• Implement Patches In A Timely Manner: WannaCry’s reliance on a known vulnerability and network scanning indicates that some traditional defenses may be effective. However, it is absolutely crucial that organizations are ensuring timely software updates and keeping systems patched. If organizations had done so prior to the WannaCry attack, this would have limited the vulnerability and the worm’s ability to spread through that particular exploit. In the case of the Jaff ransomware, patching would not have been an effective measure.
  • Use Sinkholes: Unlike the typical command-and-control domains, which should be blocked, WannaCry used a kill switch domain which had to be resolved in order to avoid activating the ransomware’s encryption function. One best practice is for an enterprise to redirect its internal request for those domains to an internal sinkhole. Permitting the infected client to successfully connect to the kill switch domain will prevent the encryption function from completing - allowing it to run internally and prevent unwanted interaction with unknown internet users. This will also enable the enterprise to identify its internal hosts that have been impacted by the malware. Utilizing these internal sinkholes may also be effective for limiting command-and-control interaction such as with the Necurs botnet responsible for launching the Jaff ransomware.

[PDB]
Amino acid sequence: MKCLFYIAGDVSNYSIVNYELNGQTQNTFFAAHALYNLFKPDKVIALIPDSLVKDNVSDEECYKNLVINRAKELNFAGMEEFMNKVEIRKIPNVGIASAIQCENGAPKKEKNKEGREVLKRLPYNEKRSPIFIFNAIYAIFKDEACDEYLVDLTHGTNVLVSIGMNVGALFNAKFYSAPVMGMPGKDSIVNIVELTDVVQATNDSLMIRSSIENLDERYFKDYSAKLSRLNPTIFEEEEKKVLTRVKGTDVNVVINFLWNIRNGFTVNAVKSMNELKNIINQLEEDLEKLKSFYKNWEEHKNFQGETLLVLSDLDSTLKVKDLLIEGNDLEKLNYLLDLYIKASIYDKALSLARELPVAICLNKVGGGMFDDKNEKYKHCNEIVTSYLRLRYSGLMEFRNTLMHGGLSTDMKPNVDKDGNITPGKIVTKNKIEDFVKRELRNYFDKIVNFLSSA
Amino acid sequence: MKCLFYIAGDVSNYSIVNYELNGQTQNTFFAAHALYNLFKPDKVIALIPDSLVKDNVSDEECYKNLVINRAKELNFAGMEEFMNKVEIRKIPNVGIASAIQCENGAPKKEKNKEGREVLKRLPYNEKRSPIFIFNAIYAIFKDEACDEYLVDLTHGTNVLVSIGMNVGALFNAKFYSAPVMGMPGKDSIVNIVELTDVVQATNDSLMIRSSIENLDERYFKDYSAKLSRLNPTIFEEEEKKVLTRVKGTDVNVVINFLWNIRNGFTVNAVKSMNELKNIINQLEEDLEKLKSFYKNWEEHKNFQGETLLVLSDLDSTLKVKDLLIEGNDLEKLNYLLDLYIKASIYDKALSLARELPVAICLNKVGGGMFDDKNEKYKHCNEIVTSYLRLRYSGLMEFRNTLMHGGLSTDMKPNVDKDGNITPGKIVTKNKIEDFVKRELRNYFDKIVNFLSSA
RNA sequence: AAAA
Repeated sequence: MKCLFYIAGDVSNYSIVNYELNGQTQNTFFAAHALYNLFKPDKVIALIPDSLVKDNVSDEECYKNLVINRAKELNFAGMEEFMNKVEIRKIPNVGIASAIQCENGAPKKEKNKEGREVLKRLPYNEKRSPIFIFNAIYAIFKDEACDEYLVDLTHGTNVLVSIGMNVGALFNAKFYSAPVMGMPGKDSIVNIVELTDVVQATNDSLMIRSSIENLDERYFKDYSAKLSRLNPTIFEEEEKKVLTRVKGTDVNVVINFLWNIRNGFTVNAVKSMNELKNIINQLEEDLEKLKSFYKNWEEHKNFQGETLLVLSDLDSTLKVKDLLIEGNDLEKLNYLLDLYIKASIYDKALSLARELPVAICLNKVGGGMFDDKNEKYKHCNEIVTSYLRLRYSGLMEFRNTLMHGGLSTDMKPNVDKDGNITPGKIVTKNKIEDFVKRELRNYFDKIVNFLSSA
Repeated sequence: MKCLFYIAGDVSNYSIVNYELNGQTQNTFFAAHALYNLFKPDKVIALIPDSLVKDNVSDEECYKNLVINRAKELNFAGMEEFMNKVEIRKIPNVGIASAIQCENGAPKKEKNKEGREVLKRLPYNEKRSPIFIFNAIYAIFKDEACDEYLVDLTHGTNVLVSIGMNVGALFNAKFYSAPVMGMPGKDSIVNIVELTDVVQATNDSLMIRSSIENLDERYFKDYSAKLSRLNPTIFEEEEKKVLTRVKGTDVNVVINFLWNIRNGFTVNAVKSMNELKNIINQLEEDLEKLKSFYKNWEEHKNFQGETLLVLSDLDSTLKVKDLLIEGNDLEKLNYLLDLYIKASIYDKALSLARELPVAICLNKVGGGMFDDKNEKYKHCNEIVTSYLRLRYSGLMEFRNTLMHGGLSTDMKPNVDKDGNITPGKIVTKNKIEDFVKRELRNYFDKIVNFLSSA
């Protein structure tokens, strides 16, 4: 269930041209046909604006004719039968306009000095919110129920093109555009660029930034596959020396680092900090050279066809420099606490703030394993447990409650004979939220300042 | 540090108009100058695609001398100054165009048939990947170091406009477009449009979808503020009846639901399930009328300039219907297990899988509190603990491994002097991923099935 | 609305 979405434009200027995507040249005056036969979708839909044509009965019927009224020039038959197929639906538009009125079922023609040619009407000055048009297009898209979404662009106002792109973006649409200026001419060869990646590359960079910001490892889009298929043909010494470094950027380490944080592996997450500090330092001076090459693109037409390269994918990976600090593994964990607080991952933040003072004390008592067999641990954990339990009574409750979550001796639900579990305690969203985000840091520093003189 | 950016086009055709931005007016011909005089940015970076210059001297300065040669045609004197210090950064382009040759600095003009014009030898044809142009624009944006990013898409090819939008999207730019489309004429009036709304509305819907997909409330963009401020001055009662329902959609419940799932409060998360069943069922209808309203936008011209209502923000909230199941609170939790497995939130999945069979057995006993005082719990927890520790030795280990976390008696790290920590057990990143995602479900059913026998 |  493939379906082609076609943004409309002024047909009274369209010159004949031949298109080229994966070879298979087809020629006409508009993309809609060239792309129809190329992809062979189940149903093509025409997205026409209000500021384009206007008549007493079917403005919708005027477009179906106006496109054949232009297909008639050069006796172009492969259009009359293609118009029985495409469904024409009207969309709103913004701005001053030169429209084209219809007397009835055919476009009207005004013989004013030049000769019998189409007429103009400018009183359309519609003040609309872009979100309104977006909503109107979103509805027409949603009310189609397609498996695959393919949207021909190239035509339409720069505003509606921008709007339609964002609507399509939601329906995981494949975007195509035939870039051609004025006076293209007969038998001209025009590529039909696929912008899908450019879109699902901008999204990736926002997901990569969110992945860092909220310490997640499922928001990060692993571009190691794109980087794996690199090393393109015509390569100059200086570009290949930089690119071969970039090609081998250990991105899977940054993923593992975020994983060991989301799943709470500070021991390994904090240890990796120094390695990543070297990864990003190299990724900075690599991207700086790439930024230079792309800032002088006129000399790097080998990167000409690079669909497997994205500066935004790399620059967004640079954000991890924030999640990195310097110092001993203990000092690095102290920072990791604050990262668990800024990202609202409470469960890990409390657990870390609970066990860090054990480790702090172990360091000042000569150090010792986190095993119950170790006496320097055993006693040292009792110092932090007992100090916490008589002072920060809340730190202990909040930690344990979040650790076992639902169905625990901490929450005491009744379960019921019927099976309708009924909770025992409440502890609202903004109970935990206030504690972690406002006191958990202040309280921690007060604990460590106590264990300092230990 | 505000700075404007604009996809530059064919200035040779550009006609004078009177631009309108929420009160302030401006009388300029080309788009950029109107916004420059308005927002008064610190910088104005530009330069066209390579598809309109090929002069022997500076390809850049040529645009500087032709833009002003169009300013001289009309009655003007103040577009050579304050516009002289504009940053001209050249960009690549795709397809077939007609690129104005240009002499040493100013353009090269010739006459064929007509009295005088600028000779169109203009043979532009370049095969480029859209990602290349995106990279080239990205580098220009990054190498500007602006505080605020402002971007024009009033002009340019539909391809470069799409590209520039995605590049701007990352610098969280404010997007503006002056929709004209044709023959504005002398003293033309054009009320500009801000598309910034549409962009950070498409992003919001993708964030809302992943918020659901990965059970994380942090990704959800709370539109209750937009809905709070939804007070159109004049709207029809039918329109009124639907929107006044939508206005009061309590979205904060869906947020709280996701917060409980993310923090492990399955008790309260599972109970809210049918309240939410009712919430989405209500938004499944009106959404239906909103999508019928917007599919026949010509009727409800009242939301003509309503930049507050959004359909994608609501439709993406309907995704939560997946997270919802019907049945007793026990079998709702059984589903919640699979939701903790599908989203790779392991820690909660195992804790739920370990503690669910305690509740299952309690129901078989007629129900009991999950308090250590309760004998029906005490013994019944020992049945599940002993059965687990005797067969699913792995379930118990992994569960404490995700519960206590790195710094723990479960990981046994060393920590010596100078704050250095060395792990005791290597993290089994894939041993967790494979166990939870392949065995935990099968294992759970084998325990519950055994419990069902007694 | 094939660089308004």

• Leverage DNS Response Policy Zone (RPZ) capabilities: Using RPZ capability on your organization’s DNS server to monitor any hits to the kill switch domain helps identify infected clients. For WannaCry, RPZ would’ve helped organizations identify malware infections and quickly respond to them.  In the case of the Jaff ransomware, using the RPZ on your organization’s DNS server to blacklist or block connections to the Necurs command and control domains would have mitigated parts of the infection. Additionally, a spambot RPZ could be used for mailer server DNS resolution which would have helped to block some of the incoming malicious emails.
  • Email safety: In case of Jaff, simple email safety would’ve helped prevent the spread of Jaff. To prevent email-propagated infections like Jaff in the future: 1)  Do not open email attachments from unknown senders. 2)  Disable Microsoft Office document macros by default. 3) Do not allow documents to open additional files or execute macros without external confirmation (e.g. phone, in person) that the sender is valid. Further, confirm that there’s a specific reason the sender intentionally sent you a document that requires the use of those features.
  • Keep up-to-date threat intelligence: Across the board, organizations should leverage up-to-date and curated threat intelligence across their entire security and DNS infrastructures, in order to protect against malicious activity and DNS security breaches.

Truly understanding the differences between attacks like these and implementing best practices against both is essential for the security of any organization.

About the author: As Director of Cyber Intelligence for Infoblox, Sean Tierney leads the efforts to develop and refine threat data; delivered to customers as machine readable, actionable intelligence. His team collaborates with industry peers, Fortune 500 companies, and government agencies to identify emerging cybersecurity threats.